CCS or Tesla is what th e majority of new EV use. Why cant an adaptor exist to use either.

    Reply
  2. Joe

    Power grid will never handle a large EV country. Most people can’t afford the Evs, have no place where they live to charge them and range issues in the cold will keep them a local novelity vehicle.

    Reply
  3. RW

    I think EVs have a place in the future however, there is a down side to everything. They will figure out how to get more charging stations and how to get the mileage range on a charge up substantially. But, nobody wants to talk about how to dispose of old batteries. It’s real folks. Just like windmills.
    Everybody thought they were the greatest thing since sliced cheese. Now, they are trying to figure out what to do with the 80 foot blades after their 20 year life span is expired. You can’t dump them into landfills. They aren’t biodegradable. The average EV car battery weighs 1000 pounds. You need to look at the list of toxic chemicals that go into making one EV car battery. Most of the ingredients come from overseas. We still won’t be energy independent. Instead of having to purchase crude oil, we will be purchasing the ingredients (ore, lithium, cobalt, nickel, copper, etc …). These ingredients are mined overseas for each and every EV battery. There are many, many imbedded costs to “going green” and in the end, we are doing more harm to the environment. Where will we dispose of all the EV batteries when their shelf life expires?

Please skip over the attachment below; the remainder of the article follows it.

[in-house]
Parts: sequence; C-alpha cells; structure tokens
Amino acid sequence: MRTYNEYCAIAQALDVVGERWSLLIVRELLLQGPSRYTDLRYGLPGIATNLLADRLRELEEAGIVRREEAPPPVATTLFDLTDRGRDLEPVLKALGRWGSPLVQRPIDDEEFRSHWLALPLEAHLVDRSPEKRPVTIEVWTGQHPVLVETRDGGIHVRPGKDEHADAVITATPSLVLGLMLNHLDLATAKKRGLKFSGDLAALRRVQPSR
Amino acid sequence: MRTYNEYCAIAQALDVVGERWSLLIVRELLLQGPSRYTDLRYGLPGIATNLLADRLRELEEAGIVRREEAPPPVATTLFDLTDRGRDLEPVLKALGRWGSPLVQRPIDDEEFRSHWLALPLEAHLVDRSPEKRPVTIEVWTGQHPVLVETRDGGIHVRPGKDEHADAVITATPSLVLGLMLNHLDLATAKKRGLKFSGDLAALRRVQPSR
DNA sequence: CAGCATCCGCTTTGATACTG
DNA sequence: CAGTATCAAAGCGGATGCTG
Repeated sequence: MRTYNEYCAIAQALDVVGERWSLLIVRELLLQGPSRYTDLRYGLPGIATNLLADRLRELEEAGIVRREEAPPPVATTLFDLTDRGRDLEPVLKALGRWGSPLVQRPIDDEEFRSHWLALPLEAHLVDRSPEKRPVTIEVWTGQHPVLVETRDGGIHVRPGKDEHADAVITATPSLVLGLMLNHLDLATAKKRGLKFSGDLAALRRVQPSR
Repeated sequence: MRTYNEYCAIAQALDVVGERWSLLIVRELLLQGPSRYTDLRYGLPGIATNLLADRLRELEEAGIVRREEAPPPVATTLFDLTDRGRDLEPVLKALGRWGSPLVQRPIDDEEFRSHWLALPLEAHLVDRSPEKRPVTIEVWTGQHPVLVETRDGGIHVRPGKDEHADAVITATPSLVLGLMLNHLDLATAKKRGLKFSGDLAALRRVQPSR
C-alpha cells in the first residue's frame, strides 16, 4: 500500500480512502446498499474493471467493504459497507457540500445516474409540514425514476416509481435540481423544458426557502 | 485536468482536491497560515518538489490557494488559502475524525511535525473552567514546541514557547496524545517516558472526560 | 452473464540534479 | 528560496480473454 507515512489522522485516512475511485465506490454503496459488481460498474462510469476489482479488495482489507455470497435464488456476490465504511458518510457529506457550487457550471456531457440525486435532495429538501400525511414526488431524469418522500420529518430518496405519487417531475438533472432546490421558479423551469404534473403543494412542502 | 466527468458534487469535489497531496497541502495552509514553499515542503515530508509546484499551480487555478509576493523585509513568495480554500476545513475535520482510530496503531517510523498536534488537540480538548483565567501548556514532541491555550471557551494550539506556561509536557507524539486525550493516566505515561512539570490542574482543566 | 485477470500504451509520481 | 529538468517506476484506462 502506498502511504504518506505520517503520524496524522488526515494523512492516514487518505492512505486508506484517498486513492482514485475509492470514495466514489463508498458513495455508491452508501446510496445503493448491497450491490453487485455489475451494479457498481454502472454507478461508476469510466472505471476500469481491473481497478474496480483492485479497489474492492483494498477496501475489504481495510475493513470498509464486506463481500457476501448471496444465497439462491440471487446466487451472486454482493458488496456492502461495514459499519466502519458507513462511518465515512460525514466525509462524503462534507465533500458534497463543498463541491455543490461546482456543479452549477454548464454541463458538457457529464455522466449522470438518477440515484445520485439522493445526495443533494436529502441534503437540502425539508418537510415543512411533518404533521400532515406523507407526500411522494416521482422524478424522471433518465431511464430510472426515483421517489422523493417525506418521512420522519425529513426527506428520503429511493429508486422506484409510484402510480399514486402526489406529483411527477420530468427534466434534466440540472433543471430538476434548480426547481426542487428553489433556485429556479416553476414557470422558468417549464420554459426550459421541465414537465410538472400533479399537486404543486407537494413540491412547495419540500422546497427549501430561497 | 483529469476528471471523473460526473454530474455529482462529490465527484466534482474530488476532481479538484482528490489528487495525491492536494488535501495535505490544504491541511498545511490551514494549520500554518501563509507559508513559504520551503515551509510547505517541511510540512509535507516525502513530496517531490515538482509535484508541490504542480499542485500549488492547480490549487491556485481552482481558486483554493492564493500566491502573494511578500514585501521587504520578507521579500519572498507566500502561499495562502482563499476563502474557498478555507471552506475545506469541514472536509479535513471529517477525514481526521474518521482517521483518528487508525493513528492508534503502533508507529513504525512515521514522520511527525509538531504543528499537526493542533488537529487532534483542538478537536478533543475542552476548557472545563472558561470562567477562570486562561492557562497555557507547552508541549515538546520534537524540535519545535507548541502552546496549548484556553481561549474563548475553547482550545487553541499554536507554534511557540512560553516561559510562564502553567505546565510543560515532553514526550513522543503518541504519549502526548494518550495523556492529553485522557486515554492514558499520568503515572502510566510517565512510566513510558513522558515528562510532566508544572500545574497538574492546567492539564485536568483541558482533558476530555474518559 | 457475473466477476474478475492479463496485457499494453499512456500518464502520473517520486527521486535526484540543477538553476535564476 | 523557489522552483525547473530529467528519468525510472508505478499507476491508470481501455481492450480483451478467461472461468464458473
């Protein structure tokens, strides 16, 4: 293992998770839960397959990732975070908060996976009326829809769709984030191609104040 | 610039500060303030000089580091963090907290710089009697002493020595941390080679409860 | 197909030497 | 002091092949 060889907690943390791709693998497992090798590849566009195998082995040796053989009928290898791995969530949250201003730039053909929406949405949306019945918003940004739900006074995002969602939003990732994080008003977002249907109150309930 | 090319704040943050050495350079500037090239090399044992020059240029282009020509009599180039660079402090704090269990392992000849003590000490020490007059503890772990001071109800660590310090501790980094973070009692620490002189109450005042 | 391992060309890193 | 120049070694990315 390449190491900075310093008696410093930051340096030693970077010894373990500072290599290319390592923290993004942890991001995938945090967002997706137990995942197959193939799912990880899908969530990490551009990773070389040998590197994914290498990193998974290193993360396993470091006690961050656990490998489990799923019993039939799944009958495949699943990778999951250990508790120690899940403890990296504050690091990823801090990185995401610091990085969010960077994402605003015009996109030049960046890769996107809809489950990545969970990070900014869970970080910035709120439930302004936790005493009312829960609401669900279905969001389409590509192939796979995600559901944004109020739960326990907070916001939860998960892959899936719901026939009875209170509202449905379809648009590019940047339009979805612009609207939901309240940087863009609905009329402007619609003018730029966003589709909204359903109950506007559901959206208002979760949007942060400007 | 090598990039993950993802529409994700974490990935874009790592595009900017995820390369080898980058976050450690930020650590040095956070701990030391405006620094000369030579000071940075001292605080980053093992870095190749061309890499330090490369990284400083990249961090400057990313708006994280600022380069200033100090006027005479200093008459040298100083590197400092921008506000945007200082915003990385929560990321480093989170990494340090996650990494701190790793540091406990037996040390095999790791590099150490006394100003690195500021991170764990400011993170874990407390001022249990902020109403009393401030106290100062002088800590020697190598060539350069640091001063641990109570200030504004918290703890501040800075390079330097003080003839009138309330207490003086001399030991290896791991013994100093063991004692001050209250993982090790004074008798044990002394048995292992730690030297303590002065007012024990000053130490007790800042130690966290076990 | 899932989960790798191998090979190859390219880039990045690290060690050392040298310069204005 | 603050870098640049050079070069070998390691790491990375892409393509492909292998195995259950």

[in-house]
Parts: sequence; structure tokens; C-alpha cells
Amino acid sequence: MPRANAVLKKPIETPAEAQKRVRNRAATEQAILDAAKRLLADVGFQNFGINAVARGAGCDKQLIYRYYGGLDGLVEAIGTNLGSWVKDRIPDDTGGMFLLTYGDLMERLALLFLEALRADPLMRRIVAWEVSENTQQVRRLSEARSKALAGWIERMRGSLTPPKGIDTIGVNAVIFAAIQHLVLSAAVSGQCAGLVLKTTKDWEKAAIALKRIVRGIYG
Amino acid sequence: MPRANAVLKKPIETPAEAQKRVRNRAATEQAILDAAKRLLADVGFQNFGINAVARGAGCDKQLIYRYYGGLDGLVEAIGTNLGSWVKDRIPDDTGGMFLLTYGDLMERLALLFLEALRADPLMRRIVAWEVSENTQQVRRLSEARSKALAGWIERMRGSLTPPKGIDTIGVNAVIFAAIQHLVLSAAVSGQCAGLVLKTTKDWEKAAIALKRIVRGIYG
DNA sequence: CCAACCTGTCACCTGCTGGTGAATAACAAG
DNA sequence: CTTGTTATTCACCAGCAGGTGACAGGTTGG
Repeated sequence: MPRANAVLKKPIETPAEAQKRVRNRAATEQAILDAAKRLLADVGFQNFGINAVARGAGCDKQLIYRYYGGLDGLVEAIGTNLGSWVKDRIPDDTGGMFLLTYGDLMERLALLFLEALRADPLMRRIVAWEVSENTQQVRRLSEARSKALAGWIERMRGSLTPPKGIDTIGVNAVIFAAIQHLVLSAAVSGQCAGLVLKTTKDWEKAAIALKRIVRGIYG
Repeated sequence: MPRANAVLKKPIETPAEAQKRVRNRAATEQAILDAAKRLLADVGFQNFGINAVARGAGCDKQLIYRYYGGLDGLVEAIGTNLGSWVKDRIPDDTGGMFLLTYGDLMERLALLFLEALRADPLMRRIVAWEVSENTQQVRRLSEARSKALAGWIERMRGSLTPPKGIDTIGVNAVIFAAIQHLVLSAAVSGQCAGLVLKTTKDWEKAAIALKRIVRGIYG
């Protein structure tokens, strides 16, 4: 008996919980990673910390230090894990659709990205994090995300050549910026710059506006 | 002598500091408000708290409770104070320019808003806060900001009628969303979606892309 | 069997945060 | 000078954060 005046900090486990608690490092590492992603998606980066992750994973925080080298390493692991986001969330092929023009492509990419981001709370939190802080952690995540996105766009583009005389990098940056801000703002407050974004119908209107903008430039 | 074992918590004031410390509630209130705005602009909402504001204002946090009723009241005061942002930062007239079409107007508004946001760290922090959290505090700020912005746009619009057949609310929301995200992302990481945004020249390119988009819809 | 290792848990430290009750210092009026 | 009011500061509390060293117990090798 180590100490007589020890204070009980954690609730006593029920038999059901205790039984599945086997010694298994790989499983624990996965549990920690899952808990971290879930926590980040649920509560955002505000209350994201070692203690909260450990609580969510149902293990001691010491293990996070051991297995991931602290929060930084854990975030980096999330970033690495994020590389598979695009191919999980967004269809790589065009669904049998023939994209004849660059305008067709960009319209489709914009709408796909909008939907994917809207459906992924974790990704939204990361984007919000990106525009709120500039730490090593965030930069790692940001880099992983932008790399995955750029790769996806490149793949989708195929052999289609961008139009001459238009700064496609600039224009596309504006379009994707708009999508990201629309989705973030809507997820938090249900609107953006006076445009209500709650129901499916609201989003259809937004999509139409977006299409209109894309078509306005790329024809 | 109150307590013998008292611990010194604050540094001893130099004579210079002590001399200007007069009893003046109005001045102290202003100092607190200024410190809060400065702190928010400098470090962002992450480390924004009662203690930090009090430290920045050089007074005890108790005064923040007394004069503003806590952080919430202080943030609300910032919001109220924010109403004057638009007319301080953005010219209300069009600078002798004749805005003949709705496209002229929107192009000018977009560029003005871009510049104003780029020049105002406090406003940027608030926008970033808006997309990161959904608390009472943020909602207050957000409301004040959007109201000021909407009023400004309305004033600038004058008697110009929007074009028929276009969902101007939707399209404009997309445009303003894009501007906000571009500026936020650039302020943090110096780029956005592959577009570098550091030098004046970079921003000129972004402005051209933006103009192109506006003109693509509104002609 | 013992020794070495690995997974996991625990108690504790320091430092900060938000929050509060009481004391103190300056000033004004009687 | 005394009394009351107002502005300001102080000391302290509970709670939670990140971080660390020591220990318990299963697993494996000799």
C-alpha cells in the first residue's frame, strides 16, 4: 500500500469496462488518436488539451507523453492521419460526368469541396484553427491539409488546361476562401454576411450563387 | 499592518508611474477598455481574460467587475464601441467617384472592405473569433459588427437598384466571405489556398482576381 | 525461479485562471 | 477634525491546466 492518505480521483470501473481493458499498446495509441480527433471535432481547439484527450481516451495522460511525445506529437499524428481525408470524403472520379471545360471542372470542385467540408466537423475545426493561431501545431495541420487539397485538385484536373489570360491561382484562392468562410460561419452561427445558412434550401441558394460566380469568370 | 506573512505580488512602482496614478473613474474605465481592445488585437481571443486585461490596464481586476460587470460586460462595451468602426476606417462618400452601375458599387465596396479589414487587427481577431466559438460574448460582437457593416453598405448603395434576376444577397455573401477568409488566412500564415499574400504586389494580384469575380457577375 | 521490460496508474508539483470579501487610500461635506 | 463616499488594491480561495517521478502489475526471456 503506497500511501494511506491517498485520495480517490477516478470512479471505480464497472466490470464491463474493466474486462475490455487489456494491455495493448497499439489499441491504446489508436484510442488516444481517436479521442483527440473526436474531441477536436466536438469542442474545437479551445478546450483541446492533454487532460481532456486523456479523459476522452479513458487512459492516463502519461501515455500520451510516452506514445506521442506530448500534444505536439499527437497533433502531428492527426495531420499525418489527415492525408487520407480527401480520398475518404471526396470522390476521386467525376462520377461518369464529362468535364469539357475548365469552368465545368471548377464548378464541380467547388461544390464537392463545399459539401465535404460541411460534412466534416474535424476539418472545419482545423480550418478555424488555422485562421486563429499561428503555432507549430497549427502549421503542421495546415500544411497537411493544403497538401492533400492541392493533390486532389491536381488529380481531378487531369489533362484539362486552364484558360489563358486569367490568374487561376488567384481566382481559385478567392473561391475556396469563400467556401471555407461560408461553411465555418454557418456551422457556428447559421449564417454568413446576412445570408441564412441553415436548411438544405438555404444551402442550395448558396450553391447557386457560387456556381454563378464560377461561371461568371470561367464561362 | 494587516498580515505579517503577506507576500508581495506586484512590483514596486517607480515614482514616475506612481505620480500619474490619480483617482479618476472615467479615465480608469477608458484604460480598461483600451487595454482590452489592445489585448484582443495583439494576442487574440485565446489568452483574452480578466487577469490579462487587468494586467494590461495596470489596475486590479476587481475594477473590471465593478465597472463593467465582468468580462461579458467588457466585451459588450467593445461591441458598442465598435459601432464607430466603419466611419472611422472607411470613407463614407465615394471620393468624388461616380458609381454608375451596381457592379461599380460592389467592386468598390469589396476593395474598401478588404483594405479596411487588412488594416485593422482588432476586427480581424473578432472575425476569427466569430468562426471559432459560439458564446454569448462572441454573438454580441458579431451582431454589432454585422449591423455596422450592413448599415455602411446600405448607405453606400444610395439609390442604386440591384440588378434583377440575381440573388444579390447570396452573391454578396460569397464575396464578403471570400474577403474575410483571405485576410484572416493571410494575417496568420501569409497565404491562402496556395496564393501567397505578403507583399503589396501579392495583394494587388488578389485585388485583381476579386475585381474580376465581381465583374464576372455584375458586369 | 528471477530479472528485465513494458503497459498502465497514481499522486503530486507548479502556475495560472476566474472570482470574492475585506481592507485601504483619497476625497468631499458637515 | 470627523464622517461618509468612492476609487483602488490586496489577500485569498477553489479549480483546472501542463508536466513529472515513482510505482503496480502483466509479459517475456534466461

Does anyone talk about the disposal fees to get rid of these batteries? It could be several thousand dollars. How much does it cost to replace the EV battery? Upwards of $20,000. Those costs are imbedded in the new car cost. You don’t see them. But, wait until you need a new battery. You will begin to see many of the hidden costs the car industry and the government won’t talk about. There may be a place for these technologies, but you must look beyond the myth of zero emissions. Going green may sound like the utopian ideal but, when you look at the hidden and imbedded costs realistically, you can see that going green is more destructive to the earths environment than meets the eye.

    Reply
    1. Joe